Chennai Pen Show established the unassailable authority of Penmanship

Organised at Fika Adyar, Chennai between March 8th – March 10th, the  show saw over thirty-odd exhibitors, brandishing more than a hundred brands of suave pens that would compel even a complete philistine to pick one and scribble.

A hub to retailers, manufacturers and collectors alike, Chennai has always had a penchant for fountain pens. Chennai’s second consecutive pen show welcomed a seething  number of people sifting through Sheaffers and Mont Blancs, past exquisite variants, handmade pens, some of which even cost over ₹3 lakh and whatnot with ink and nib.

From Ranga’s full range of hand-crafted ebonite works of art to Shirsendu Bandyopadhyay’s cashew  lacquered creations, a first of its kind pen show compels the visitors to hold one and scribble.

Magna Carta at Chennai Pen Show

‘Kalaignar Pens’ by ASA Pens, Chennai: This range of pens was modelled after the fountain pen used by former Chief Minister M Karunanidhi. Priced at ₹850, the pen could hold more ink than a regular fountain pen, making it ideal for an avid writer.

Rare Collections :

  • The Montegrappa Automobili Lamborghini 60°: This limited-edition fountain pen is inspired by the iconic Lamborghini Aventador and looks to celebrate the 60th anniversary of the luxury sports car manufacturer.
  • The Montegrappa Dante Alighieri Paradiso: This pen comes in sterling silver and 18 carat gold.  Priced at ₹6.92 lakh. 
The Montegrappa Gladiator at the Makoba Pen Show

It is only sold as a set of six, costing ₹45 lakh Music nibs, Kanwrite: Used specifically to write musical notations. The nib, designed with two holes and two lines, makes thicker strokes upon more pressure.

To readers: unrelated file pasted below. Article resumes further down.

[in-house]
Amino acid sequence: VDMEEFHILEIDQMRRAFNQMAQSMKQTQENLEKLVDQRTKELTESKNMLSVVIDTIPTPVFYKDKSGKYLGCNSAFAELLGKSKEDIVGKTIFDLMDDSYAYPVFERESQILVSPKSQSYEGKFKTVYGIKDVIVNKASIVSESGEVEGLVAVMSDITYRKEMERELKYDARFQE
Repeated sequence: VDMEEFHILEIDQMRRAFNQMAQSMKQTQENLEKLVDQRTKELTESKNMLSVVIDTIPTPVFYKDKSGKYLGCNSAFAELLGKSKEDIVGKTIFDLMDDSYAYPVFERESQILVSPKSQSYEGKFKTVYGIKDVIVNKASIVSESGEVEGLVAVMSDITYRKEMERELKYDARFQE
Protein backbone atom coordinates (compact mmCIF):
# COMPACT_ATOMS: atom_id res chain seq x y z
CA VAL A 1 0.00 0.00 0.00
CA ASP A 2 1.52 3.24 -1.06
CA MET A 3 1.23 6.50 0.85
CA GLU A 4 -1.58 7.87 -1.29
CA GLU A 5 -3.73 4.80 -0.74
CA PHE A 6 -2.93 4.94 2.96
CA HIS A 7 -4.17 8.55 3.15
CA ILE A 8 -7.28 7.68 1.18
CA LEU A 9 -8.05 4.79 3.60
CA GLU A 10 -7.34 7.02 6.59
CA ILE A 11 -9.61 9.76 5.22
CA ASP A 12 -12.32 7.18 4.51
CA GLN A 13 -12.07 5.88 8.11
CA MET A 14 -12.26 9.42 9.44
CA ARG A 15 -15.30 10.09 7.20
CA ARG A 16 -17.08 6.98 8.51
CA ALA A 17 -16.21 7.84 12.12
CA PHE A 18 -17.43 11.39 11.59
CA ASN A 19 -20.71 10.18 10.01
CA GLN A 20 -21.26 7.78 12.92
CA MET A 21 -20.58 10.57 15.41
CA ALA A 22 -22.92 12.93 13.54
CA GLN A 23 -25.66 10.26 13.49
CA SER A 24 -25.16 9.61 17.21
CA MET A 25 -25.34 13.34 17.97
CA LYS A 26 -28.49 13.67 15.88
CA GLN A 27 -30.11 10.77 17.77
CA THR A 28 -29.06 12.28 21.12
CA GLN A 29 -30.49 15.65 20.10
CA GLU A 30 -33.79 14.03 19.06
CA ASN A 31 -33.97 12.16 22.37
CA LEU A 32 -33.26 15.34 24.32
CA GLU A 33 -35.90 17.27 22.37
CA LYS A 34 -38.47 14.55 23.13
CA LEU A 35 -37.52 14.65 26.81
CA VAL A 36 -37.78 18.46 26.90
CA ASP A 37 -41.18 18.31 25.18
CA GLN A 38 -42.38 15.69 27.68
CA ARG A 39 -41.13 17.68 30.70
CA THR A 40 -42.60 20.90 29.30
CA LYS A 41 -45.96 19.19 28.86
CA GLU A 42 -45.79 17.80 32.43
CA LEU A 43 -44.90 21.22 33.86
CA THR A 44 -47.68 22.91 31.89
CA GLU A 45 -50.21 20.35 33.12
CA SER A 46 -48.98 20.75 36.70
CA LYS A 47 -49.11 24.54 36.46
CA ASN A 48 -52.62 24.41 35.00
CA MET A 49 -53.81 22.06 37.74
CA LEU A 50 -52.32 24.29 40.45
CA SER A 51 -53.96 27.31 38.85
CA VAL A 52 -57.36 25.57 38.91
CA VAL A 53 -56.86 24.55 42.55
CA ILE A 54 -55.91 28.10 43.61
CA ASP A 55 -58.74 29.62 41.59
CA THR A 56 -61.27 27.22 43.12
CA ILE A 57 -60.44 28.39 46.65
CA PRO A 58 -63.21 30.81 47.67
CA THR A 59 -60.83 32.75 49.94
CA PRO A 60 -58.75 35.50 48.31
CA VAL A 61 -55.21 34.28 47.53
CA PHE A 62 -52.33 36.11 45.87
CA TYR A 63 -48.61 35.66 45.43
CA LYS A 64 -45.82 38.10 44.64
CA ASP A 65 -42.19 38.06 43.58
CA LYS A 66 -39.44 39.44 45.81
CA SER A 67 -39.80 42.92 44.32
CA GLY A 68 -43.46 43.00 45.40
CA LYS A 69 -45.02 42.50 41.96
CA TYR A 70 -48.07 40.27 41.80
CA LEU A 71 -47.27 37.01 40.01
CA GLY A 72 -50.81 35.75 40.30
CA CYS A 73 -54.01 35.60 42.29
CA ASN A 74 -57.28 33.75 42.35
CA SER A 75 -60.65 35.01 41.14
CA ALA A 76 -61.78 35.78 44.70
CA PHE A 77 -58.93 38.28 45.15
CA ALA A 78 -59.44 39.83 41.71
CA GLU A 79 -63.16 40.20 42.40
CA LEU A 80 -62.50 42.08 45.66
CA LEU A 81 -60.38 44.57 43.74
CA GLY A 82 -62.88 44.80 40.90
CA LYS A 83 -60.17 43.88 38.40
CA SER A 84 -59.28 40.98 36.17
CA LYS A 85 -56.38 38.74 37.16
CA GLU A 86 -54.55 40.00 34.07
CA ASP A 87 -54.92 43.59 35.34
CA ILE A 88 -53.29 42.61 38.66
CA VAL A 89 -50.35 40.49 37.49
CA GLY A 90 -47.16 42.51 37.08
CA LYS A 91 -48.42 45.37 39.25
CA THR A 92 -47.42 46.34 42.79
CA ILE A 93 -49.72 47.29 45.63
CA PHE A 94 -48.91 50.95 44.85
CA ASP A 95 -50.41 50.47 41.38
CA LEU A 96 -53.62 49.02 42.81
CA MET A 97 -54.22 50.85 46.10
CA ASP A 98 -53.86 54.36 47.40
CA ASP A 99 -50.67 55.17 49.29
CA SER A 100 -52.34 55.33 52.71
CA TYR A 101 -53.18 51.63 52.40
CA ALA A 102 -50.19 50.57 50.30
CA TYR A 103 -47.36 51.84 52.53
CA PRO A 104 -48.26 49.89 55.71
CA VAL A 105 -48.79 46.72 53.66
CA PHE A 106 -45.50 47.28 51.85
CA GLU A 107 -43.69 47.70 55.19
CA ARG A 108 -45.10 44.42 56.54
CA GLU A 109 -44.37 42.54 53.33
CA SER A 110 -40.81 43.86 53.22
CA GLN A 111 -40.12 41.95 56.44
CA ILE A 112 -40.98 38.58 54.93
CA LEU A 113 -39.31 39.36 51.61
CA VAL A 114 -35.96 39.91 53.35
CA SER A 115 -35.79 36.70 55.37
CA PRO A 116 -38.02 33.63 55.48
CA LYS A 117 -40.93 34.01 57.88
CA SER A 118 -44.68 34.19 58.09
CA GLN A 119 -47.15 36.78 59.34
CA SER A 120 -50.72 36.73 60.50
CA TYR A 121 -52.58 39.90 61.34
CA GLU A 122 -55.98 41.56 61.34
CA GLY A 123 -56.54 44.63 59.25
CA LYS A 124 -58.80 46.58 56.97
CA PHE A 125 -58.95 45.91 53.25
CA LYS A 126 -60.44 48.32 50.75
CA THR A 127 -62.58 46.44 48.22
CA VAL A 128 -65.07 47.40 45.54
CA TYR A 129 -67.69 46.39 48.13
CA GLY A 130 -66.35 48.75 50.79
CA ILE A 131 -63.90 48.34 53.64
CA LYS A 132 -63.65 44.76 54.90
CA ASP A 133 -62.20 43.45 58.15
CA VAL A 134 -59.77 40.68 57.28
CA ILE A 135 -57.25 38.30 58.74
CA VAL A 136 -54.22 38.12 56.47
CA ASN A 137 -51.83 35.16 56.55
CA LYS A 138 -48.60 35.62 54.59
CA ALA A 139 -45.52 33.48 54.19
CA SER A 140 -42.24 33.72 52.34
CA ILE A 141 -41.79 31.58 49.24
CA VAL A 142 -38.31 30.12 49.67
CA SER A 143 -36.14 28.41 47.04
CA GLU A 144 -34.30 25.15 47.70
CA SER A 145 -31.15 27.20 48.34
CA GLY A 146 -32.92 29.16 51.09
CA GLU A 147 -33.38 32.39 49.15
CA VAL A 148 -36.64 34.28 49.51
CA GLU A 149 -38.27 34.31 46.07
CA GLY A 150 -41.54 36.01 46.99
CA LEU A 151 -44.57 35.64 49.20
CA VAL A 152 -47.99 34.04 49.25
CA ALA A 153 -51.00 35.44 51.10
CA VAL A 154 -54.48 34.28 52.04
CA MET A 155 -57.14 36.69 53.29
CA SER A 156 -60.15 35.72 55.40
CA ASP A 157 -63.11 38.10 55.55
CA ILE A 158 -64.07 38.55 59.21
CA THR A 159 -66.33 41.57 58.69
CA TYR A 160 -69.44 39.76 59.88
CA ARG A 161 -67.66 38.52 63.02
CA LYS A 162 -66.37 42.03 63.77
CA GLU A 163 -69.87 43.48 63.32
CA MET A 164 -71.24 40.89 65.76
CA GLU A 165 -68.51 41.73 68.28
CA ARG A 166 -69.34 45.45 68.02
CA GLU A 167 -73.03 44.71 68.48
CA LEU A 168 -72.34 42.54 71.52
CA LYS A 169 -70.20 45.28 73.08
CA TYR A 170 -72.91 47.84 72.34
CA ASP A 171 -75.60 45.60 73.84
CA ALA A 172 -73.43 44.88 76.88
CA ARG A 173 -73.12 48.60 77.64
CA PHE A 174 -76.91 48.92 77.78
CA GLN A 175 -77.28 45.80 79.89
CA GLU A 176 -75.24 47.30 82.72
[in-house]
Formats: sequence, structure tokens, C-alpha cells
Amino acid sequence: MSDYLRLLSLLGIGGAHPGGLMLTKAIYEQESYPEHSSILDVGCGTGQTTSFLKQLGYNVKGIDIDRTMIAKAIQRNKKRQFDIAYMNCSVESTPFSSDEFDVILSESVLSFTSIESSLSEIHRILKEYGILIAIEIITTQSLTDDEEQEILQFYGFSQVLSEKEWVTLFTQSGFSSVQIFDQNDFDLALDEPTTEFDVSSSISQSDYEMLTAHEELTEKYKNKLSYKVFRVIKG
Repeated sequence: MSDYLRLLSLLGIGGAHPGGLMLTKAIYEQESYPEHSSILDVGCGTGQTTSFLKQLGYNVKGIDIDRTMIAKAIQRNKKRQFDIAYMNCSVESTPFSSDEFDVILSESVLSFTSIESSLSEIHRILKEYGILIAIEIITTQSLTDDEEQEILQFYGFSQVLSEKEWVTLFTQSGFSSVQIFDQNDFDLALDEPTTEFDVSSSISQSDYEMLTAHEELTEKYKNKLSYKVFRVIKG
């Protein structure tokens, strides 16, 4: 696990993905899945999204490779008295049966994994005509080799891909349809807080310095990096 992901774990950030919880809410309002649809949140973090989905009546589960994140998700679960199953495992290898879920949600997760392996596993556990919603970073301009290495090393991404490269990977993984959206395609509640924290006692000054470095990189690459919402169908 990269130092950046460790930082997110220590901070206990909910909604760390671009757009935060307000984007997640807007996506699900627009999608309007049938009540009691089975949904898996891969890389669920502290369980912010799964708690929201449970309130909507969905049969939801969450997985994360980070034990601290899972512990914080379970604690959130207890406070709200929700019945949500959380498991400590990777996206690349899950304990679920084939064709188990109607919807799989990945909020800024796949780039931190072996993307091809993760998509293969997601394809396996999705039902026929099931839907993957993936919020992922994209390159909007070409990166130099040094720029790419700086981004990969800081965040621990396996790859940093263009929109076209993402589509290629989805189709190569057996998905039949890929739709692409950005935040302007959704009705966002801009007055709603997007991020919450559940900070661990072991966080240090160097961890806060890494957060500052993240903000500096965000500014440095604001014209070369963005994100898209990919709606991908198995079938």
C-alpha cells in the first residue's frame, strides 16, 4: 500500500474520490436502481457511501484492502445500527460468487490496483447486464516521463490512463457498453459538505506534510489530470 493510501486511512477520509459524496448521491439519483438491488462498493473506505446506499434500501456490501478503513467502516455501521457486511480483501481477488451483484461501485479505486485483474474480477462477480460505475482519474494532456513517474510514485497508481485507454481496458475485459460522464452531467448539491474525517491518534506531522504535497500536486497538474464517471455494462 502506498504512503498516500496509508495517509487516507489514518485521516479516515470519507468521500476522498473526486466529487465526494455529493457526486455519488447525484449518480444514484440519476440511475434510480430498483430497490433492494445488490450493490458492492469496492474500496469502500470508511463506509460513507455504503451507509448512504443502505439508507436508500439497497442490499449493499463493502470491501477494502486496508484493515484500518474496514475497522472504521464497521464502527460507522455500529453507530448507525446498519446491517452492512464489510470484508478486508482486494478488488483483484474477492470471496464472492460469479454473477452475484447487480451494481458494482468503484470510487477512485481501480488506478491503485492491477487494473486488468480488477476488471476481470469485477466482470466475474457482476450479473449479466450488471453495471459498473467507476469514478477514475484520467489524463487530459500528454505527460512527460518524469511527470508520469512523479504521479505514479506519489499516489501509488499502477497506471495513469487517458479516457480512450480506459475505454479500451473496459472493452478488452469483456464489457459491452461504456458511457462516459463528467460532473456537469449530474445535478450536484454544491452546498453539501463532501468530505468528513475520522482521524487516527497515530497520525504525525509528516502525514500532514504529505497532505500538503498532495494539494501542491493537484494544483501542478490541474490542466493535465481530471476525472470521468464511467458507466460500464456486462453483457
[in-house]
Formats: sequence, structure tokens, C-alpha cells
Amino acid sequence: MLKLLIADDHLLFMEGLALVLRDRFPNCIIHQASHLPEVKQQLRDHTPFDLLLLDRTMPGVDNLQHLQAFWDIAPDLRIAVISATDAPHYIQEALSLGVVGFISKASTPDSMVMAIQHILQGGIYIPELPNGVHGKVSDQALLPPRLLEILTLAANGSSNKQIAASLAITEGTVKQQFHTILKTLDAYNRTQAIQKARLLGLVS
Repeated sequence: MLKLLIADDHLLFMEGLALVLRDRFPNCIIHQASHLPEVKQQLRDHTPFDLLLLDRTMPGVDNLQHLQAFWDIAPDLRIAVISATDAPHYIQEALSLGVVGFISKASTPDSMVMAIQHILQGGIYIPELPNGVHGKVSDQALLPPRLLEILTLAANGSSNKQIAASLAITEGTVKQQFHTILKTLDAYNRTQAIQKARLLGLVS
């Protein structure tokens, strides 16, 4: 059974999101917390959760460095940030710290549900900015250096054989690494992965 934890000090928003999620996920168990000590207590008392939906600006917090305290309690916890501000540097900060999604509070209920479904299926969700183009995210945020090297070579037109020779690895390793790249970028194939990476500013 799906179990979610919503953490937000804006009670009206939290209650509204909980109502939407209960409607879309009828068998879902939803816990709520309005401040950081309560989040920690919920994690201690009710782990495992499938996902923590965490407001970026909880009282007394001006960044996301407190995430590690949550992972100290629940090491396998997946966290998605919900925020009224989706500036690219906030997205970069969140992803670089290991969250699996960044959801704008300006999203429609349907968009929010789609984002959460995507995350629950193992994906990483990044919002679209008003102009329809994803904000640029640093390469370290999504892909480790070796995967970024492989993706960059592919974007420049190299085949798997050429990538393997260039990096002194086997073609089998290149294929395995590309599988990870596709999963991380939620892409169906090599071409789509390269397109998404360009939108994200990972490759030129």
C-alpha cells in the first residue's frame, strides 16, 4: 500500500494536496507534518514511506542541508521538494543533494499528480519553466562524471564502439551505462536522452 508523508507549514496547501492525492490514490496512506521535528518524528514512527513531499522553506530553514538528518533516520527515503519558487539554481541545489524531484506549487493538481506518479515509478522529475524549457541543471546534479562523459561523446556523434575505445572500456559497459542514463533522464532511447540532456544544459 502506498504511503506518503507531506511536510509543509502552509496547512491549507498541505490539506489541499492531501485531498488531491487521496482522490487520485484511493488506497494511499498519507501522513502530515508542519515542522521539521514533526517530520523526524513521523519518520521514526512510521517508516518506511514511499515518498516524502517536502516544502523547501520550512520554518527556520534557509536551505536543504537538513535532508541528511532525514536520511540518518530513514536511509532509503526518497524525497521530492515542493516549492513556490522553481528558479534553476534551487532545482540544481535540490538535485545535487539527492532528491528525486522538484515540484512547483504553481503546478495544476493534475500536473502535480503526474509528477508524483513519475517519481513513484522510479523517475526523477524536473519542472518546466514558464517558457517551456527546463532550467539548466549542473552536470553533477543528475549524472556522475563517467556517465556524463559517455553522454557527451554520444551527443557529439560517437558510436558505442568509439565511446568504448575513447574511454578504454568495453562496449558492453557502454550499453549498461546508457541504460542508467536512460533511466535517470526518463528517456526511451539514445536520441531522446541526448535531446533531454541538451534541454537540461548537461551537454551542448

The nib maker hailing from Kanpur, the largest and most versatile in India. Diya Vadodaria was there with her pens and some superb leather carry cases. Hardik Kanakhara and the patriarch of the Magna Carta family were also there with their spread of glitterware.

The Montegrappa Dante Alighieri Paradiso at Makoba Pen Show

As per Nitesh Jain, director, Makoba, using fountain pens is an act of patience, a discipline even. The maintenance of the pen, the control that one exerts over the nib all come into play here. “One can’t write as fast as they’d like while using a fountain pen. The writing instrument dictates the speed, allowing you to think before writing a word,” he says.

The show was enriched by the commendable knowledge of the crowd and the spirited participation of several young people whose energies were truly dynamic. As for some of the hardcore collectors who had come from Chennai, many of them came from different states with EL Dorados in their possession, no wonder they deserve a place like this to flaunt their collections.

Images by Thamodharan B | https://www.thehindu.com/society/chennais-love-affair-with-fountain-pens-why-the-city-hosted-two-hit-pen-shows/article67942682.ece

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